Christie’s underlying message for the book’s intended one-person presidential audience: It’s not too late to save the day—but only if you “let me finish.” He has evidently not surrendered his ambitions either inside the Trump administration or as a political force in his own right in 2020 or 2024.Through this shrewd and strategic book, Christie picks his battles carefully. Where he feels on solid ground, he does not flinch from taking even the hardest punch. He tells this funny—and winning—story about the aftermath of his epic January 2014 press conference, in which he answered questions about Bridgegate, the malicious closing of the George Washington Bridge to punish a balky mayor of Fort Lee. Christie accepted every question, answering until the press had no more to ask.

When the press conference was finally over, I went back into my office by myself … My shirt was wet with sweat. A moment later, my phone rang. It was a Dallas number. Against my better judgment, I said hello.

“Is this Governor Christie?” a woman asked.

“It is.”

“Could you please hold for President Bush?”

George W. Bush came on the line. “You did a great job today,” he said.

“Thank you, Mr. President,” I said. “I can’t tell you how much it means to me to hear from you.”

“You stood up there,” he said. “You took all the incoming. You did really well.”

“Mr. President,” I said. “I was on TV for almost two hours. Don’t tell me you watched the whole thing.”

“Buddy,” he said. “I’m retired. I watched the whole damn thing. You’re my guy. You know that. Don’t you worry about it. I’ve just got one question for you.”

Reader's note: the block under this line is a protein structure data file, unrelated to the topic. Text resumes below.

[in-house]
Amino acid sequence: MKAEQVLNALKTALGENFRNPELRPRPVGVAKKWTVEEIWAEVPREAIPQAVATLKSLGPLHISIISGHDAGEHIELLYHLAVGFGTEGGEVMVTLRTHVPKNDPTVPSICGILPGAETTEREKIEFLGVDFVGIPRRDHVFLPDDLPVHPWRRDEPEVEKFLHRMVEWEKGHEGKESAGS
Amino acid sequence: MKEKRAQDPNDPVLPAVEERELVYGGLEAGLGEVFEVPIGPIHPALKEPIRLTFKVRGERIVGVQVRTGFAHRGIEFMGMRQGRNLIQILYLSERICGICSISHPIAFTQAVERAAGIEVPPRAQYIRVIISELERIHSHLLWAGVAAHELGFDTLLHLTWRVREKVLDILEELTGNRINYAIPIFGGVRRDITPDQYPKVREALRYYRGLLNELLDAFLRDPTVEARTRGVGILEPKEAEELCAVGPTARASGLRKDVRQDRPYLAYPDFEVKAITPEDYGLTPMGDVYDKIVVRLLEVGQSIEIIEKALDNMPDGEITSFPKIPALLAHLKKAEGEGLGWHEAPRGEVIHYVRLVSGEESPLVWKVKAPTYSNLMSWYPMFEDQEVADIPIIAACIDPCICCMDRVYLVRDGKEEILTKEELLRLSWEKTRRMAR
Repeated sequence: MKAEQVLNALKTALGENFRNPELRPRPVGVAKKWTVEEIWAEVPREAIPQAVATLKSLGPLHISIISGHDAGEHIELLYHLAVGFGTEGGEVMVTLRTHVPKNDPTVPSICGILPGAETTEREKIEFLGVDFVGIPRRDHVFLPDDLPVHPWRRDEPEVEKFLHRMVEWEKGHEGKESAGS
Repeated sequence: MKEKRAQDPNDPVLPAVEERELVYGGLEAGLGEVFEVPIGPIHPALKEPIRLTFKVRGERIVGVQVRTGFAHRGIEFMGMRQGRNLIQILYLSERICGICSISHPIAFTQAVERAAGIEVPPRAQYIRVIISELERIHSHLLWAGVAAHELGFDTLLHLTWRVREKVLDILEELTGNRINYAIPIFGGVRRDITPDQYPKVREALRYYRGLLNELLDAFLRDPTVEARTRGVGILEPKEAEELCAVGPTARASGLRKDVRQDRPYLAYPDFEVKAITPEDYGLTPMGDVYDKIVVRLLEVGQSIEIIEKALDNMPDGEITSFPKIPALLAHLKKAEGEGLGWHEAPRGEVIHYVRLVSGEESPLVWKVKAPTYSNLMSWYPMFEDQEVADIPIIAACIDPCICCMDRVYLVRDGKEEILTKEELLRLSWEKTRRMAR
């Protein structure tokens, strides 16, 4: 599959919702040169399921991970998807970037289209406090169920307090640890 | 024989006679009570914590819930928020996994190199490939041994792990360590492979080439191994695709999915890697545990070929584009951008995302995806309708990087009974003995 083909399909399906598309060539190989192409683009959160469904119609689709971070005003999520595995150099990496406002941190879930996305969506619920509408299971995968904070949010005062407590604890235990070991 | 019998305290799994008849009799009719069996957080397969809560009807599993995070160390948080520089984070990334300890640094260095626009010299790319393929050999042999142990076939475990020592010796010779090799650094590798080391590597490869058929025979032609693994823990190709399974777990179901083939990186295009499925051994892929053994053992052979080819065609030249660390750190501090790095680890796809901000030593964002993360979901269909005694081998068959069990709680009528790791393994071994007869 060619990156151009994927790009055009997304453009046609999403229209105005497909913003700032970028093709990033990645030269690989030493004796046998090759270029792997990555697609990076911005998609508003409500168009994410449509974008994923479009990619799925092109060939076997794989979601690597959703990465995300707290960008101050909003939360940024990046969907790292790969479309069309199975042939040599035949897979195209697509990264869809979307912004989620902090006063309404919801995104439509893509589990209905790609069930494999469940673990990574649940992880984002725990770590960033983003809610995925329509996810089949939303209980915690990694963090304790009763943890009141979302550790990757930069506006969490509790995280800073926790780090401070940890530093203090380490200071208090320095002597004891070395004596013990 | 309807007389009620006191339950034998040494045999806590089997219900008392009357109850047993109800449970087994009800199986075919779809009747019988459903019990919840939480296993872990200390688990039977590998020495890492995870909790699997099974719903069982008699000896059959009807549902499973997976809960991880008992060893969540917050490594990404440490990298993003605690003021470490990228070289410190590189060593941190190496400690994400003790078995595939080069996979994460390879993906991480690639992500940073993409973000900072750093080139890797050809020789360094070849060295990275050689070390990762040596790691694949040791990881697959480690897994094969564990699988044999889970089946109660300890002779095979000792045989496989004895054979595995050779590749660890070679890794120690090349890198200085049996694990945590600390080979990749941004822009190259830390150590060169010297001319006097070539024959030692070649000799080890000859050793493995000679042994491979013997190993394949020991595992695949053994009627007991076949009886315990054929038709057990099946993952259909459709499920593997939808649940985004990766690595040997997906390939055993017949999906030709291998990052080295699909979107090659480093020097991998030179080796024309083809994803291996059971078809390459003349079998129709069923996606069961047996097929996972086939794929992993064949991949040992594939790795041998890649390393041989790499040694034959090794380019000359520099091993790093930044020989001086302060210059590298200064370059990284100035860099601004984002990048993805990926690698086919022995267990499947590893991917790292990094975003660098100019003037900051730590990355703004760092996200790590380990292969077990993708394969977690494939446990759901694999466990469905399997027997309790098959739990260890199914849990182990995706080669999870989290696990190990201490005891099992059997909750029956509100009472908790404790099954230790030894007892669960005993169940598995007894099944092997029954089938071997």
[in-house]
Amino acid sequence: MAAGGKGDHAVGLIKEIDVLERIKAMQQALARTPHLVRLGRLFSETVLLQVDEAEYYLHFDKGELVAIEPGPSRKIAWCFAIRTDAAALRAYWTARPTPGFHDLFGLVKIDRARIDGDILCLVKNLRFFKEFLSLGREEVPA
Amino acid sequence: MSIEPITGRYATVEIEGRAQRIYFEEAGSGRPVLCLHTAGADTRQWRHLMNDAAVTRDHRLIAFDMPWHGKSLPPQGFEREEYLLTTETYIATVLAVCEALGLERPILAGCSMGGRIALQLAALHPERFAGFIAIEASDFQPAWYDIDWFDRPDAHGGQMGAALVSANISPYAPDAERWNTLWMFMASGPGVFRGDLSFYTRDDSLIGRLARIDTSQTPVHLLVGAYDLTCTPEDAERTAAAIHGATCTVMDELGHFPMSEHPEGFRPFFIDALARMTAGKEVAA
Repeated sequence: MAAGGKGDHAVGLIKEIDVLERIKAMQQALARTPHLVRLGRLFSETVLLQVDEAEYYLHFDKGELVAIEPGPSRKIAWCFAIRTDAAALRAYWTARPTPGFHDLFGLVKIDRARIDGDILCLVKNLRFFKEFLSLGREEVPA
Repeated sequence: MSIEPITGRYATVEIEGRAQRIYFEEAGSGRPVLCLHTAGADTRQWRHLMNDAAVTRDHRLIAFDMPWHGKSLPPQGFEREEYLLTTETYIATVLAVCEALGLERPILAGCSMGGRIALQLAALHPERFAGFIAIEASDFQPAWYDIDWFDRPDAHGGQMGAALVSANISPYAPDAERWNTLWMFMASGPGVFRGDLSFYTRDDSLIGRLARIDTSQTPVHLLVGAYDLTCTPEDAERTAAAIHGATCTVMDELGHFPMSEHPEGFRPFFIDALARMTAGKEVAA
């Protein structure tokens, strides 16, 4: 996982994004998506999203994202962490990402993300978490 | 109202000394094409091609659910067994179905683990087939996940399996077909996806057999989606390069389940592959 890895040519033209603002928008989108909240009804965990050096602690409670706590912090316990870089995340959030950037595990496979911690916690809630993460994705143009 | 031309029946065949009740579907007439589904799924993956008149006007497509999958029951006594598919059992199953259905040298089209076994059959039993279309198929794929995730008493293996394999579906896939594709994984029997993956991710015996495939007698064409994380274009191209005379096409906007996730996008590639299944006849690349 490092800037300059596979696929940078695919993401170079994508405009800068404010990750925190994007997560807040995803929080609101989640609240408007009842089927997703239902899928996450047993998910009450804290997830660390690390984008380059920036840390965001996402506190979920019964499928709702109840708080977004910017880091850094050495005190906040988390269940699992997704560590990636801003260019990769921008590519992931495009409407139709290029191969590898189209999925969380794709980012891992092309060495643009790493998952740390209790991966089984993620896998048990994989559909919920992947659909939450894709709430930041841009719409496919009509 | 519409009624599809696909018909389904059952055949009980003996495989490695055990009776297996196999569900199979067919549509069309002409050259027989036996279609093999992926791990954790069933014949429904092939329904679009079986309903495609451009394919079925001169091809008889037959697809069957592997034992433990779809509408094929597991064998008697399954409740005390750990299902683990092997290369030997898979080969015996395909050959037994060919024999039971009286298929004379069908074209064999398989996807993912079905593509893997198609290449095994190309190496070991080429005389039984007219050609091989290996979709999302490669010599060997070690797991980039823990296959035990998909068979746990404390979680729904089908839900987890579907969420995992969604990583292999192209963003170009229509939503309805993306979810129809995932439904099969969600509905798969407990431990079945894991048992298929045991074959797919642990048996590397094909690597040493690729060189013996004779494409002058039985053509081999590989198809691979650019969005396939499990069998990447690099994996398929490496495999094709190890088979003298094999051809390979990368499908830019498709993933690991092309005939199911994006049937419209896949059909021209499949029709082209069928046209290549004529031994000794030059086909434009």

“What’s that?”

“Did you do it?”

I couldn’t believe he was asking me that. “Mr. President,” I said, “I just spent all that time on national television saying I didn’t.”

“Yeah, I know,” he said. “Now it’s just me and you, Chris. Remember, I’m the guy who made you US Attorney.”

“Mr. President,” I said, “I did not do it.”

And indeed neither the judicial process nor an independent investigation subsequently found that Christie had advance knowledge of the malicious closure.

But where Christie feels he stands on less certain ground, he preserves a discreet silence. He says not one word in his memoir about his decision to cancel the project to build the first new tunnels under the Hudson River in a century. Nor does Christie delve deeply into the question of exactly why Trump would cooperate with Kushner, Bannon, and Flynn to wreck his own transition and surround himself with incompetents and criminals.

Christie defends his decisions with the gritty realism of the political professional.

Donald Trump was going to be the president, I could help him, and he needed me. The fact that I stood with him early would be good for me and good for my state. If he won, I’d have influence that other people didn’t. I had confidence in my own political judgment. This was a practical decision by me. An election is a binary choice, and I did not want Hillary Clinton to be president.

Yet that gritty realism proved highly unrealistic in the end. Chris Christie could not help Donald Trump. He did not wield influence, as his own book testifies. Standing with Trump was not good for Christie, nor good for New Jersey. The Trump administration’s tax and health-care plans badly hurt New Jersey, crushing Christie’s already weak approval numbers and all but wiping out the New Jersey Republican Party in the state elections of 2017 and the congressional elections of 2018.

That outcome might have prompted second thoughts. Smart and gutsy as he is, Christie must himself feel them. The book’s opening chapters detail Christie’s career as an anti-corruption U.S. attorney who prosecuted wrongdoing regardless of party affiliation. He cannot have been duped by Trump. He duped himself. A book in which this intelligent and determined political pragmatist reckons with that mistake could be a masterwork of American political memoir.

About the time Christie was launching the Trump transition process, Cliff Sims was stumbling upon the greatest opportunity of his rising career in Alabama conservative talk radio.